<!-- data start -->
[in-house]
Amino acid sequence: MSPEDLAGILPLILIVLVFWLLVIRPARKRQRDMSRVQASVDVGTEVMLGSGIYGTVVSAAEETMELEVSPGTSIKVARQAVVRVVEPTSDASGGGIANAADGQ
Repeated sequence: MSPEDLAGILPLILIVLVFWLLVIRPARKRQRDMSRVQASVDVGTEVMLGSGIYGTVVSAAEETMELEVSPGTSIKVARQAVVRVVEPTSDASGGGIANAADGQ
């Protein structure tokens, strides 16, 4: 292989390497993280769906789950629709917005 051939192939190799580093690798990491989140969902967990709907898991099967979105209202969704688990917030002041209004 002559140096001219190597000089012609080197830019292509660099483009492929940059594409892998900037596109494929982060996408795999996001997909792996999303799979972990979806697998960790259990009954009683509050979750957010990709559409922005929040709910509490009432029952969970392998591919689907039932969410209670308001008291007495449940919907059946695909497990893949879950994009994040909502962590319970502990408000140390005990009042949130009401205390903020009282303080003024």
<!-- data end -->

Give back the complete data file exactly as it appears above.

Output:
[in-house]
Amino acid sequence: MSPEDLAGILPLILIVLVFWLLVIRPARKRQRDMSRVQASVDVGTEVMLGSGIYGTVVSAAEETMELEVSPGTSIKVARQAVVRVVEPTSDASGGGIANAADGQ
Repeated sequence: MSPEDLAGILPLILIVLVFWLLVIRPARKRQRDMSRVQASVDVGTEVMLGSGIYGTVVSAAEETMELEVSPGTSIKVARQAVVRVVEPTSDASGGGIANAADGQ
């Protein structure tokens, strides 16, 4: 292989390497993280769906789950629709917005 051939192939190799580093690798990491989140969902967990709907898991099967979105209202969704688990917030002041209004 002559140096001219190597000089012609080197830019292509660099483009492929940059594409892998900037596109494929982060996408795999996001997909792996999303799979972990979806697998960790259990009954009683509050979750957010990709559409922005929040709910509490009432029952969970392998591919689907039932969410209670308001008291007495449940919907059946695909497990893949879950994009994040909502962590319970502990408000140390005990009042949130009401205390903020009282303080003024």